Many students imagine that every human being and every action is selfish. Immanuel Kant was rightly suspicious of the tendency to defer everything to the “dear self,” and make ourselves an exception to a rule. However, the idea that everyone is selfish is largely the result of confusions involving language.

Hedonism is the notion that everything we do, we do for pleasure. Aristotle nixed this idea two millennia ago by stating that eating vetch might be the grandest happiness for a cow, but it is hardly sufficient for a human being. If pleasure were the secret of life, it would be possible to install an electrode in the pleasure center of human beings, have a button attached to a battery, and simply press the button for “happiness.” However, most sane individuals reject this scenario as the acme of human flourishing. Such thought experiments involving mechanical devices are simply a variation on the use of heroin. It feels good for a while, but it means nothing, and it prevents most of the things most people consider worthwhile, such as romantic relationships, projects meaningful to the individual, holding down a job, and being self-sufficient, and is likely to cause a premature death. Since heroin is addicting, it also subverts freedom and makes people slaves of a drug.

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Of Which We May Speak: Meditations on Irony

Things I Hate

The intelligentsia professes to admire irony.  In the 1990s the members of that class watched Seinfeld in first-run and they subsequently bought the program on DVD because they took it for ironic.  In the 2010s they watched Larry David’s Curb Your Enthusiasm for the identical reason.  Intellectuals usually identify themselves as ironists, of a rarer variety even than the redoubtable television comedian, whether it is Seinfeld or David, on the supposition that they stand askew to the prevailing social consensus, such that their perspective yields them an insight into matters opaque to hoi polloi.  “I have baffled them,” the late Joseph N. Riddell, an English professor, once said within earshot of his graduate students while emerging from the Haines Hall lecture auditorium at UCLA.  He had been deconstructing Ralph Waldo Emerson and Edgar Allan Poe in a lecture that quoted Jacques Derrida and other then-obligatory Frenchmen rather more than it quoted Emerson or Poe.  The remark partook more in the self-congratulatory than in the ironic, but it was symptomatic of a certain enduring intellectual conceit in which the sense of a privilege of irony, or a satisfaction in superiority, also takes root.  The modern or postmodern intellectual pretends to hover above the settled and the established, to gaze down upon the “culturescape,” as though from a height.  Even while he declares himself “against Platonism” and works “to subvert metaphysics,” he cannot help but to take, likely without grasping the contradiction, a transcendentally guaranteed view of life, the world, and everything.  Naturally he will deny participating in a transcendent domain, the idea of which he will mock, borrowing from Friedrich Nietzsche’s redoubtable treasure-trove of anti-Christian sophisms, but probably without knowing it.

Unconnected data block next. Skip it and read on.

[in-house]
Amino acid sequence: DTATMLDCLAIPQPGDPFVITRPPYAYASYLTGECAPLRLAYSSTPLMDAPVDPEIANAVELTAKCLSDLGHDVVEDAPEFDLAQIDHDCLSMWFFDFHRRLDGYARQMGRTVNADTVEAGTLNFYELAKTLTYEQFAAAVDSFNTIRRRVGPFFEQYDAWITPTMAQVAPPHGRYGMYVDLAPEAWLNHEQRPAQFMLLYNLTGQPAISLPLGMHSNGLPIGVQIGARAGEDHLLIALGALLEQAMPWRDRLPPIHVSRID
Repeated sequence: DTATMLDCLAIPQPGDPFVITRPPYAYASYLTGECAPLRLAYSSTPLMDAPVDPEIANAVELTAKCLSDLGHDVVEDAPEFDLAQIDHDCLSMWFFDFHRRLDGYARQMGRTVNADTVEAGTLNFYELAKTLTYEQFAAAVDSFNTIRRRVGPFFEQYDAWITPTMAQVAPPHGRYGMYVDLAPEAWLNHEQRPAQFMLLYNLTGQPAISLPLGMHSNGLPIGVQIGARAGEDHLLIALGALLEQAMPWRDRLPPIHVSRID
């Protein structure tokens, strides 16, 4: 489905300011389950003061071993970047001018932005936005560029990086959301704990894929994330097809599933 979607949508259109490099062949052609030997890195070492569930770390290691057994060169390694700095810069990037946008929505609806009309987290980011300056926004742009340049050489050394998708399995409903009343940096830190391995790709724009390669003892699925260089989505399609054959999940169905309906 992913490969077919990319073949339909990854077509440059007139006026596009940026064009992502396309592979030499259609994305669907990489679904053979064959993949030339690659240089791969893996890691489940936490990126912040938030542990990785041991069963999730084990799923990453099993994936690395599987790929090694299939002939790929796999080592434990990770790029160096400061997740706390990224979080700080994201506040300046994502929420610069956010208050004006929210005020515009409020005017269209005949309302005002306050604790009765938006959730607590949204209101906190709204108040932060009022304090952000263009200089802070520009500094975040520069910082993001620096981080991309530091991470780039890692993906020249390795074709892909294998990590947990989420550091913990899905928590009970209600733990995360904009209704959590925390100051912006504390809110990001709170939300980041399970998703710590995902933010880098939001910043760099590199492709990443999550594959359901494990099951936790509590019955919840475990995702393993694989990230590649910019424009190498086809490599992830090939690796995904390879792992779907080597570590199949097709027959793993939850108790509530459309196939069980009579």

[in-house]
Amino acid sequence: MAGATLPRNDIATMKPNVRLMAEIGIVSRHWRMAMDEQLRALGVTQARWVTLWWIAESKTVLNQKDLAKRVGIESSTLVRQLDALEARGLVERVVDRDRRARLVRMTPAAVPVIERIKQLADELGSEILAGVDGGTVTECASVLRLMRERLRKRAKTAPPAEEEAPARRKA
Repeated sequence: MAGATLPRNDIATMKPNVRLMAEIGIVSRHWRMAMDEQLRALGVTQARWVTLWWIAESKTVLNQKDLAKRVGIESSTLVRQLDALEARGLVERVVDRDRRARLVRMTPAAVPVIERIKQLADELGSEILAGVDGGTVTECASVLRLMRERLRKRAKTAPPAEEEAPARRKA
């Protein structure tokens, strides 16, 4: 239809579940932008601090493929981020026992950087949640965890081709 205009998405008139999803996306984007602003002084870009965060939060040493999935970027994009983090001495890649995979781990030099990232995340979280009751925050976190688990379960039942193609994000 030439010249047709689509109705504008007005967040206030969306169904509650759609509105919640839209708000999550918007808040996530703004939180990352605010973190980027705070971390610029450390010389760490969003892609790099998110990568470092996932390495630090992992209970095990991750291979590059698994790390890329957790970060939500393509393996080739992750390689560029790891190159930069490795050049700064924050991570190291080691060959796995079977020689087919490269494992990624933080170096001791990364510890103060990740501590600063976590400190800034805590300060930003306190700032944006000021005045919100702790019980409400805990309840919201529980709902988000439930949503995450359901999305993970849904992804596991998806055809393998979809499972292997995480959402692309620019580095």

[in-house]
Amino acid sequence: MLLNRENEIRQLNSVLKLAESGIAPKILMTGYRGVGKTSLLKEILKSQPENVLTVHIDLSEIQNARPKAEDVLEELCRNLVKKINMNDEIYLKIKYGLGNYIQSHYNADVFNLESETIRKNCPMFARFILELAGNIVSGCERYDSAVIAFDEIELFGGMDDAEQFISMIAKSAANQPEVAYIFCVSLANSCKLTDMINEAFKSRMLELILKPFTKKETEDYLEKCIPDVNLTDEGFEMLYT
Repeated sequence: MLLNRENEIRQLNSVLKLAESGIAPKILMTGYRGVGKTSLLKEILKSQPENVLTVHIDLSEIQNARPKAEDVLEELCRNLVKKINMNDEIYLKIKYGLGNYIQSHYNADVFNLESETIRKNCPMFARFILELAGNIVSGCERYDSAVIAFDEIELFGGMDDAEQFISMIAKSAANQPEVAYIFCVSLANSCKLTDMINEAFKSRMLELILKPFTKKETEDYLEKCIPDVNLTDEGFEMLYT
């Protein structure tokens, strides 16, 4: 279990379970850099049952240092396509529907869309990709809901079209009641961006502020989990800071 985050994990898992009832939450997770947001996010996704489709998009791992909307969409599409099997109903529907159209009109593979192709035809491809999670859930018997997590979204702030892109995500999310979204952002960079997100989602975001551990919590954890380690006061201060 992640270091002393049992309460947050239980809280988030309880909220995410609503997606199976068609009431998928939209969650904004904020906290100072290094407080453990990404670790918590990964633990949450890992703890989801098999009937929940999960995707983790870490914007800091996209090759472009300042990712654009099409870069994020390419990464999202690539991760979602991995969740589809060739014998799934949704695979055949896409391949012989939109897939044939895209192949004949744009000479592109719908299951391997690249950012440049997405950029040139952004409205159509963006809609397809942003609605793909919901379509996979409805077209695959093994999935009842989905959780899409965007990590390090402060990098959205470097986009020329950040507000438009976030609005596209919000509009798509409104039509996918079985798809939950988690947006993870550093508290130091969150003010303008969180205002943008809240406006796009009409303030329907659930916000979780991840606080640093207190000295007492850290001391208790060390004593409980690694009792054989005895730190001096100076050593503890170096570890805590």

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Orality, Literacy, and the Tradition

William Adolphe Bouguereau (1825 - 1905) Homer & His Guide (1874)

William Adolphe Bouguereau (1825 – 1905): Homer & His Guide (1874)